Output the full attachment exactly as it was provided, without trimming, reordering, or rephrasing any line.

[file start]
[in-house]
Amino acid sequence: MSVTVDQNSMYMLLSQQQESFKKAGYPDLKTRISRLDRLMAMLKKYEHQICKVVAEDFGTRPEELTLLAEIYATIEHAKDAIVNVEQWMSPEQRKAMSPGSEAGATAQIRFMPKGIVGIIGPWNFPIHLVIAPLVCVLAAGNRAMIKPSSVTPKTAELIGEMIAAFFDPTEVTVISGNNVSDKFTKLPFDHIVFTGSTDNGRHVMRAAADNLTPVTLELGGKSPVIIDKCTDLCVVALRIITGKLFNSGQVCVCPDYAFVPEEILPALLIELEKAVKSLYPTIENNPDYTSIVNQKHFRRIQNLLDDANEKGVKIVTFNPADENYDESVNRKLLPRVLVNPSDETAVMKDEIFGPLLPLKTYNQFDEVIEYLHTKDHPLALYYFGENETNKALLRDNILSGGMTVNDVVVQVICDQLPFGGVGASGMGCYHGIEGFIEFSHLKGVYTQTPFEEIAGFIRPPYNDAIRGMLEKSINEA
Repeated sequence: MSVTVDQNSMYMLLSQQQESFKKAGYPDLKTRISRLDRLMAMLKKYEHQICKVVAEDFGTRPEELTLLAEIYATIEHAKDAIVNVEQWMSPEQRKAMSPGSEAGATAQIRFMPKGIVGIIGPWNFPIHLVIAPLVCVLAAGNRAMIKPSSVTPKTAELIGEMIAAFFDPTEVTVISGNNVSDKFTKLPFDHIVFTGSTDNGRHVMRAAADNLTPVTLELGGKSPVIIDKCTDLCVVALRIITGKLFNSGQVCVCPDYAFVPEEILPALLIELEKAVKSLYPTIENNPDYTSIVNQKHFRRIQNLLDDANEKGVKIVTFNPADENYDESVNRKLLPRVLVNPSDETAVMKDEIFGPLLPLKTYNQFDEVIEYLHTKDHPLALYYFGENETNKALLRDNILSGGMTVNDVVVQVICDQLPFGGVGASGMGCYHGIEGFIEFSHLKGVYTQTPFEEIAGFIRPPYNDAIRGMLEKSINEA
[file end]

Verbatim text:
[in-house]
Amino acid sequence: MSVTVDQNSMYMLLSQQQESFKKAGYPDLKTRISRLDRLMAMLKKYEHQICKVVAEDFGTRPEELTLLAEIYATIEHAKDAIVNVEQWMSPEQRKAMSPGSEAGATAQIRFMPKGIVGIIGPWNFPIHLVIAPLVCVLAAGNRAMIKPSSVTPKTAELIGEMIAAFFDPTEVTVISGNNVSDKFTKLPFDHIVFTGSTDNGRHVMRAAADNLTPVTLELGGKSPVIIDKCTDLCVVALRIITGKLFNSGQVCVCPDYAFVPEEILPALLIELEKAVKSLYPTIENNPDYTSIVNQKHFRRIQNLLDDANEKGVKIVTFNPADENYDESVNRKLLPRVLVNPSDETAVMKDEIFGPLLPLKTYNQFDEVIEYLHTKDHPLALYYFGENETNKALLRDNILSGGMTVNDVVVQVICDQLPFGGVGASGMGCYHGIEGFIEFSHLKGVYTQTPFEEIAGFIRPPYNDAIRGMLEKSINEA
Repeated sequence: MSVTVDQNSMYMLLSQQQESFKKAGYPDLKTRISRLDRLMAMLKKYEHQICKVVAEDFGTRPEELTLLAEIYATIEHAKDAIVNVEQWMSPEQRKAMSPGSEAGATAQIRFMPKGIVGIIGPWNFPIHLVIAPLVCVLAAGNRAMIKPSSVTPKTAELIGEMIAAFFDPTEVTVISGNNVSDKFTKLPFDHIVFTGSTDNGRHVMRAAADNLTPVTLELGGKSPVIIDKCTDLCVVALRIITGKLFNSGQVCVCPDYAFVPEEILPALLIELEKAVKSLYPTIENNPDYTSIVNQKHFRRIQNLLDDANEKGVKIVTFNPADENYDESVNRKLLPRVLVNPSDETAVMKDEIFGPLLPLKTYNQFDEVIEYLHTKDHPLALYYFGENETNKALLRDNILSGGMTVNDVVVQVICDQLPFGGVGASGMGCYHGIEGFIEFSHLKGVYTQTPFEEIAGFIRPPYNDAIRGMLEKSINEA